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This image shows an artist's impression of the unidentified infant known as "Baby June." (Image: Courtesy of the Palm Beach County Sheriff's Office)

The little girl had been alive for a week or less when she was found floating in the Atlantic Ocean off the coast of Florida.

Forensic analysis has determined that strong coastal currents pulled the tiny body of the child, now dubbed "Baby June," for miles—meaning a wider search area than previously believed, according to authorities.

The little girl was likely placed in the water in Broward County to the south, and the remains drifted for 20 miles or more, according to Capt. Steven Strivelli of the Palm Beach County Sheriff’s Office.

The body was in the water for anywhere between 6 and 18 hours—in which time it traveled the distance, the investigator added at a Thursday press conference.

“It’s scientifically-based, but I don’t want to discuss how we’ve arrived at (that finding),” said Strivelli. “We’re full steam ahead with Broward County.”

An image taken near the area where the unidentified infant dubbed Baby June was found floating, in the Atlantic Ocean off the coast of Florida. (Image: Courtesy of the Palm Beach County Sheriff's Office)

The girl was found last Friday at 1 p.m., partially submerged on the ocean side of the Boynton Beach Inlet, by an off-duty firefighter. The remains were between 75 and 100 feet off the shoreline.

Based on the timing and condition of the body, the child was born sometime between May 25 and 28.

The child also had pricks in her heels that were noticed at autopsy—meaning she had routine neonatal tests performed on her. While that means it’s likely that she was born at a hospital, the child could have also been delivered at home or a private birthing center and brought to a place where she received medical attention afterward.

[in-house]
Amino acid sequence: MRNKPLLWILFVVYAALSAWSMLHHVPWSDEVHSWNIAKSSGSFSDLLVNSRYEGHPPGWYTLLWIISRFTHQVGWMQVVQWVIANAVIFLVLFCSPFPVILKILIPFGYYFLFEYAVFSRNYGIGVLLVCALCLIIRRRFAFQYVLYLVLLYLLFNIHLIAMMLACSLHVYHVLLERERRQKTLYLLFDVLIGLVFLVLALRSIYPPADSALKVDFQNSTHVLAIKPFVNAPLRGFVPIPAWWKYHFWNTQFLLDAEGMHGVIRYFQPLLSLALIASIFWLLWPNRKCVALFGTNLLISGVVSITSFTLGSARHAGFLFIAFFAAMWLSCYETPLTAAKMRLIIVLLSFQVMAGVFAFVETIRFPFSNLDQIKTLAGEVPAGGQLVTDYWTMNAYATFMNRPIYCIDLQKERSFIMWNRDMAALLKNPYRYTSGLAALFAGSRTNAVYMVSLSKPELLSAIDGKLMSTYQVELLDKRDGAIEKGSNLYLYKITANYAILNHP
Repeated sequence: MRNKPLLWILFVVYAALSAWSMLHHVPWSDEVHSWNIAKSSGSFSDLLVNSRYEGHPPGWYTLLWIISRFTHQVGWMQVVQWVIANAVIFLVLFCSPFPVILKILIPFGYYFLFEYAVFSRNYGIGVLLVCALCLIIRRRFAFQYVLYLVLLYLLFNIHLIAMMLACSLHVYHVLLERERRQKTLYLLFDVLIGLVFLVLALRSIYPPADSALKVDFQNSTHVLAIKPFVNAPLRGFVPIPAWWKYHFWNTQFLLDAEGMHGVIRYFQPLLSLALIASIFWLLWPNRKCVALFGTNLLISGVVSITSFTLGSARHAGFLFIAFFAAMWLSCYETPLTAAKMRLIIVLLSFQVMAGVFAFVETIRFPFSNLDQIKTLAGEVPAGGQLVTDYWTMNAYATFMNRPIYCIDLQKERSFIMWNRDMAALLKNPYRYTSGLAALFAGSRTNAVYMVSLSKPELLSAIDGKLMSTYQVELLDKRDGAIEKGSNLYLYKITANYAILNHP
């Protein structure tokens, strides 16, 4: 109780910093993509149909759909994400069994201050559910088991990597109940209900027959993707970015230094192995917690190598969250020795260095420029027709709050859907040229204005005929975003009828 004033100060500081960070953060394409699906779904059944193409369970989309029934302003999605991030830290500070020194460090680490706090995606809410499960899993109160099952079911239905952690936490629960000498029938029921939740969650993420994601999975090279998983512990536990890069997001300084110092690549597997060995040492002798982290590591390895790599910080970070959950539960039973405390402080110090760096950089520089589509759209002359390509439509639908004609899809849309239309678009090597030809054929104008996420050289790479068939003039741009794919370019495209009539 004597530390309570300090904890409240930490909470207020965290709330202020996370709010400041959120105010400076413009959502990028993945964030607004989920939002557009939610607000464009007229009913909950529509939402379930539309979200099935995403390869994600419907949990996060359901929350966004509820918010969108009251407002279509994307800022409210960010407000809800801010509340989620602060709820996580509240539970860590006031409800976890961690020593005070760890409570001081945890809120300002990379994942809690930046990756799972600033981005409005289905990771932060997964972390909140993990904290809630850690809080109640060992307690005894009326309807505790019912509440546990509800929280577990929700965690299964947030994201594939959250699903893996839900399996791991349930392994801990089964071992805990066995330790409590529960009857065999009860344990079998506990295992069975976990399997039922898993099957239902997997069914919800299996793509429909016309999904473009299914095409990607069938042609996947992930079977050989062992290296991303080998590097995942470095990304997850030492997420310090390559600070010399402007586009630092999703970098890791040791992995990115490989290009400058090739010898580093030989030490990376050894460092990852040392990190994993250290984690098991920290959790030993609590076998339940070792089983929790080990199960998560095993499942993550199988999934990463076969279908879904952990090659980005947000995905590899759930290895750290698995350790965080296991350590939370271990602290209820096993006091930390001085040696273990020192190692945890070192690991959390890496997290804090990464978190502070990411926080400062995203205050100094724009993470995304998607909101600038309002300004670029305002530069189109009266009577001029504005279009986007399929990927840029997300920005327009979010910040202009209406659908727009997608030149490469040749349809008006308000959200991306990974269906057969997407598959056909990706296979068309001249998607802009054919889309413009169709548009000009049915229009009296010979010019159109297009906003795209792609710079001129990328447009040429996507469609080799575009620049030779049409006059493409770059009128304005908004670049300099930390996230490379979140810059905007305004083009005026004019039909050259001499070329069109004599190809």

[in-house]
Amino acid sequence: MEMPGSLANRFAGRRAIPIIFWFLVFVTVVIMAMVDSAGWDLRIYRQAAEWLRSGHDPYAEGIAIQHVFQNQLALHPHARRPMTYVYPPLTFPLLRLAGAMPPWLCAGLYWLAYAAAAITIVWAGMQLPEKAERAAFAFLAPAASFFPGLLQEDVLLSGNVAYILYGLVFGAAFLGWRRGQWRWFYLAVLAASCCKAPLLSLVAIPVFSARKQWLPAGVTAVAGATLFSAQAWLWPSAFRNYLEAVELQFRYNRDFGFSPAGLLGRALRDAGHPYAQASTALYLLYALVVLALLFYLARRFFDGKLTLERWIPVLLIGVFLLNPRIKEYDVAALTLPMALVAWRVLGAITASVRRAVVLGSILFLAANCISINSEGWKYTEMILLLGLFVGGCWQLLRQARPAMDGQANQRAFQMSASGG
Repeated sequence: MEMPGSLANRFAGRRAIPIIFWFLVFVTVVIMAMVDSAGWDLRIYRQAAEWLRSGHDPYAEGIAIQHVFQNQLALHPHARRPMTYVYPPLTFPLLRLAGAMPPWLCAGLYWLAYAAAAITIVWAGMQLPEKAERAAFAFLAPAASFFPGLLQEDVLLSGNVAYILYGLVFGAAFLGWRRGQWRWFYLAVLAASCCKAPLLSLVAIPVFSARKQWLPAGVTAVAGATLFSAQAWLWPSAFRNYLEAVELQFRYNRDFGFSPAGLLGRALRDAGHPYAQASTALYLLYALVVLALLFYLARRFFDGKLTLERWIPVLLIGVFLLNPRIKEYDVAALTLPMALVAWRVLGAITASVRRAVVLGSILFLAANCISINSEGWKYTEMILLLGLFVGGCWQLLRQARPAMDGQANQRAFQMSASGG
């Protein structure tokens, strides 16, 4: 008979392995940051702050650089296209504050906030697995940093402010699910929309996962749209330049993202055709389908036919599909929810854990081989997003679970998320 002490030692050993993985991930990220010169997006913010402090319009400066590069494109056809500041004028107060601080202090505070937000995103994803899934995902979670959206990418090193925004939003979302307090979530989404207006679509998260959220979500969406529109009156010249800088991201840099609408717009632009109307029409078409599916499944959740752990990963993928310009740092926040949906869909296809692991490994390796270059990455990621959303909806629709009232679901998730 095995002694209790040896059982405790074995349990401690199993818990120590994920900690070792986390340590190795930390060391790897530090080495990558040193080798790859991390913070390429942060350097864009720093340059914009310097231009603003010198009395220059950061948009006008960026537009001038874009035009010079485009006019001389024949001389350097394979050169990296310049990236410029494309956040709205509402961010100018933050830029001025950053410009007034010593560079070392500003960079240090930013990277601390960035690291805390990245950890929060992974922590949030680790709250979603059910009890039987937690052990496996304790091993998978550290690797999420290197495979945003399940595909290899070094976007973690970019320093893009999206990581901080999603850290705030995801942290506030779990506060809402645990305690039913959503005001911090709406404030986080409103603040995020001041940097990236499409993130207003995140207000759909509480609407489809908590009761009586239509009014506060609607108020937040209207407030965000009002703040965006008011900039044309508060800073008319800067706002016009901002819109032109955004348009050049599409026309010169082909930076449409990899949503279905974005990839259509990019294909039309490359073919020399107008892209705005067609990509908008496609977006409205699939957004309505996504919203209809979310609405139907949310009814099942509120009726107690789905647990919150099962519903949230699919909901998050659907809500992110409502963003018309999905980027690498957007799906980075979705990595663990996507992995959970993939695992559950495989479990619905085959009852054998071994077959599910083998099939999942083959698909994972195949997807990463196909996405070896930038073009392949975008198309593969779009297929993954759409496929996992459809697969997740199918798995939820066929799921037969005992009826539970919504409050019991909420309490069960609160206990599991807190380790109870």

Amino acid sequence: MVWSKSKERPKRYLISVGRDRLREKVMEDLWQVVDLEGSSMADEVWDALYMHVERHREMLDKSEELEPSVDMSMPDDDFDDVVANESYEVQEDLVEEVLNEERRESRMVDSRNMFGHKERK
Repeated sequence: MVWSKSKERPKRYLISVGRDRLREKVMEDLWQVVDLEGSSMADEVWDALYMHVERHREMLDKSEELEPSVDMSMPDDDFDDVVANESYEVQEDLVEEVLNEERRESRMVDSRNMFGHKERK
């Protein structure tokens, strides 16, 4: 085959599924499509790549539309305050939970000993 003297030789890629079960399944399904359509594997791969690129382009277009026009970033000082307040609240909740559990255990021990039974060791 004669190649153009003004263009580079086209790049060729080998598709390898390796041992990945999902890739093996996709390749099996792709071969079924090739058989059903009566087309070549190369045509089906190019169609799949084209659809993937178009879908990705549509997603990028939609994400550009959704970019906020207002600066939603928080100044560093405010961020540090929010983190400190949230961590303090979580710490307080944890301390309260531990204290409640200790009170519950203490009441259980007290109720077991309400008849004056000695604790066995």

The child is neither Caucasian nor Asian—and could be mixed-race, black, or Hispanic.

The cause and manner of death have not been released by authorities—and particularly whether the child was already deceased when she entered the water.

The relatively quick discovery means that decomposition was likely limited, according to the forensic literature. Bodies will float in warm water for approximately eight to 10 days, and water initially slows down the processes of decay, according to Practical Homicide Investigation, the standard textbook authored by retired NYPD “murder cop” Vernon Geberth. But other factors that come into play with investigating “floaters” include marine life effects, and currents—which can both disfigure remains, according to the text.

Sheriff Ric Bradshaw also announced this afternoon that there is now a $10,000 reward for anyone who provides information leading to an arrest in connection with the death of the baby.

Investigators said they cannot rule out that the baby may have come from a “migrant boat” in the region.

Anyone with information on the death is asked to contact the Palm Beach hotline: (561) 688-4155.

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